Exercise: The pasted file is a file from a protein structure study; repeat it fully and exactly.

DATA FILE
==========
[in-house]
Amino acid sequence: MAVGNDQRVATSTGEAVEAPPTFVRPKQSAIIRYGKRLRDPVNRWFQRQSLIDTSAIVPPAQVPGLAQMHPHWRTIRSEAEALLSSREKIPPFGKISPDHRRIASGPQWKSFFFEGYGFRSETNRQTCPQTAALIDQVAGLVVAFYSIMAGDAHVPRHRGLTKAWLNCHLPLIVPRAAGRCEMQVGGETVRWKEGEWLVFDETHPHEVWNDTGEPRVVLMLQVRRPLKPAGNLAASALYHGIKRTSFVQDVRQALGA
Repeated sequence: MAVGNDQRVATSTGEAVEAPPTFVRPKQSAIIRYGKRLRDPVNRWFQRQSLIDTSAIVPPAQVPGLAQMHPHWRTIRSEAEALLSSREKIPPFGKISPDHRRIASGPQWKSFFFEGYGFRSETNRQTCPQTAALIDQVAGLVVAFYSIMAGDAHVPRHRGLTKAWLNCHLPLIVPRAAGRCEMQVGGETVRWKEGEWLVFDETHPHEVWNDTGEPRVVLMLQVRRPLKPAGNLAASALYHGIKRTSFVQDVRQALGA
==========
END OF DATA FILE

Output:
[in-house]
Amino acid sequence: MAVGNDQRVATSTGEAVEAPPTFVRPKQSAIIRYGKRLRDPVNRWFQRQSLIDTSAIVPPAQVPGLAQMHPHWRTIRSEAEALLSSREKIPPFGKISPDHRRIASGPQWKSFFFEGYGFRSETNRQTCPQTAALIDQVAGLVVAFYSIMAGDAHVPRHRGLTKAWLNCHLPLIVPRAAGRCEMQVGGETVRWKEGEWLVFDETHPHEVWNDTGEPRVVLMLQVRRPLKPAGNLAASALYHGIKRTSFVQDVRQALGA
Repeated sequence: MAVGNDQRVATSTGEAVEAPPTFVRPKQSAIIRYGKRLRDPVNRWFQRQSLIDTSAIVPPAQVPGLAQMHPHWRTIRSEAEALLSSREKIPPFGKISPDHRRIASGPQWKSFFFEGYGFRSETNRQTCPQTAALIDQVAGLVVAFYSIMAGDAHVPRHRGLTKAWLNCHLPLIVPRAAGRCEMQVGGETVRWKEGEWLVFDETHPHEVWNDTGEPRVVLMLQVRRPLKPAGNLAASALYHGIKRTSFVQDVRQALGA